U.S. Pat. No. 4,959,947 relates to an apparatus for the production and packaging of a compound mixture, in which extremely accurate and rapid weighing-out, proportioning and packaging of individual components are achieved, is provided. For this, filling stations (4 to 6) are equipped with combined discharge, weighing and transfer devices (22), which allow single-component treatment. In column 4, lines 25 to 32 it is stated that “The first type of filling station 4 (individual vessels 1 to 4) illustrated in FIG. 1 has a discharge device 23 which is composed of two electronically controlled worm conveyors 24 arranged above one another and of an electronically controlled shutoff valve 25. The double worm conveyor serves for matching the proportioning capacity to the material to be conveyed or to the amount to be weighed out from the feed vessel 7.”

German Utility Model No. 299 24 013 relates to a metering device for a powder, such as aluminum powder for making cellular concrete, which comprises a relatively large screw for generating a relatively large mass flow and a relatively small screw, which receives material from the relatively large screw.

SUMMARY OF THE DISCLOSURE

An apparatus and a method are disclosed for accurately and quickly dispensing different amounts of powder.

The amounts of the powders can vary over a wide range and the apparatus is of a relatively robust construction.

A disclosed apparatus for dispensing a plurality of powders, such as colorants for paint, caulking or grout or components of cosmetics, comprises a plurality of containers for holding the powders, a plurality of metering powder pumps, connected to a container or having a connector for releasably connecting a container to the respective powder pump, wherein the capacity of the metering powder pump, i.e. the amount dispensed at each revolution (in case of screw pumps) or nominal stroke (in case of a piston pumps), is selectable.

By employing metering pumps of which the capacity is selectable, the time needed for dispensing a particular amount of powder can be reduced and/or the accuracy with which this amount is dispensed can be increased. In other words, it becomes possible to optimize for speed on the one hand and accuracy on the other.

A selectable capacity can be achieved in various ways. For example, by providing a screw pump, which can be tilted so as to lower the outlet opening and thus stimulate the flow of powder, or by providing a screw pump, wherein the screw comprises a helical wire or spring wound about a rod and wherein the effective pitch of the screw and thus the capacity can be increased respectively decreased by elongating respectively shortening the helical wire or spring. It is also possible to employ a conical screw housed in a (horizontal) conical chamber, with the outlet opening at the apex of the conical chamber. By moving the screw, in axial direction, away from or towards the outlet opening, the capacity of the powder pump can be respectively increased or decreased.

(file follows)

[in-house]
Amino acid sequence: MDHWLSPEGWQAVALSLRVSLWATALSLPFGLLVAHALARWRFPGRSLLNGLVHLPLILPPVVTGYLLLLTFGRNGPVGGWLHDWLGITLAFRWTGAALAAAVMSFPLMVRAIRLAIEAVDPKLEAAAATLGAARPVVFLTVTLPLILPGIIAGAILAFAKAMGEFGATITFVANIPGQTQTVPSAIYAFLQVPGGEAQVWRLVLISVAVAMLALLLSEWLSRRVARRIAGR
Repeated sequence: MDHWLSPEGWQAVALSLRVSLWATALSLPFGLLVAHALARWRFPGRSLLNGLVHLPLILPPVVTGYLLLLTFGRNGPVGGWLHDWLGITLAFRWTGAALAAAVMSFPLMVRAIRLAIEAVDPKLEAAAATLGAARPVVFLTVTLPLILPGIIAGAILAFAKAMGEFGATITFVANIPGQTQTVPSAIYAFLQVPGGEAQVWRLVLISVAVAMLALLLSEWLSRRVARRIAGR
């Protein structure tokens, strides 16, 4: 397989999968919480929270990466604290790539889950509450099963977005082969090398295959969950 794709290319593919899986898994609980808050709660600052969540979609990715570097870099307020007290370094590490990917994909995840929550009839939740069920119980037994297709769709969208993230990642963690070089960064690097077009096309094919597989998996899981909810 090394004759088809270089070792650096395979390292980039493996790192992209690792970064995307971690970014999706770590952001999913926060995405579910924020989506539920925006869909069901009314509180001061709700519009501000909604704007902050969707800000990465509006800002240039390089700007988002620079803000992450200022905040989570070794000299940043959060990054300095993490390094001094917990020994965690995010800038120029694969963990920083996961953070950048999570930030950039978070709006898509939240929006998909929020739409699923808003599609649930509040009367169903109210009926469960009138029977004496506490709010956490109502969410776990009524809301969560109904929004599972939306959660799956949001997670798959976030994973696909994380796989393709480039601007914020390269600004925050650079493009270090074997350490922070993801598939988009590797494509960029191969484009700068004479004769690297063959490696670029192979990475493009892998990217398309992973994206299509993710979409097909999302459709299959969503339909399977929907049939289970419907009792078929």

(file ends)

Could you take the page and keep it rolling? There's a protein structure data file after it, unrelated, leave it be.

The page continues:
However, it is preferred that the metering powder pumps comprise at least two, preferably separated pump mechanisms, one mechanism having a relatively large dispensing capacity and another mechanism having a relatively small dispensing capacity. With such pumps, the amounts to be dispensed may vary over a wide range.

It is further preferred that the disclosed apparatus comprises at least one weighing device for weighing at least one, preferably all of the dispensed amounts.

A disclosed method for compounding substances, such as paints, dyes, caulking or grout or cosmetics, comprises:

    • providing apparatus comprising a plurality of containers holding powders, a plurality of metering powder pumps,
    • dispensing an amount of powder into a receptacle by means of at least one of the metering powder pumps, and
    • selecting the capacity of this metering powder pump prior to or during the dispensing of that amount.

It is preferred that at least some, preferably all of the metering powder pumps comprise at least two pump mechanisms and that the method further comprises:

    • dispensing a relatively large part of the said amount by means of one mechanism, and
    • dispensing a relatively small part of the said amount by means of another mechanism.

Optimization of speed and/or accuracy is further facilitated if the said large part is at least ten times larger than the said small part.

The disclosed methods are especially suitable for compounding substances at a point-of-sale or, in case of paint, at a paint shop.

Within the framework of the invention, the term “powder” is defined as particles having a size in a range from 0 to 1500 μm, preferably in a range from 10 to 1000 μm, more preferably in a range from 10 to 500 μm, and at least includes granulates, microgranulates, crystals, frit, grounds, microspheres and the like.

BRIEF DESCRIPTION OF THE DRAWINGS

FIG. 1 is a perspective view of a first apparatus for dispensing powders;

FIG. 2 is a perspective top view of a metering pump used in the apparatus of FIG. 1;

FIG. 3 is a further top view of the said metering pump;

FIGS. 4 and 5 are cross-sectional side views of a container and metering pump used in the apparatus of FIG. 1;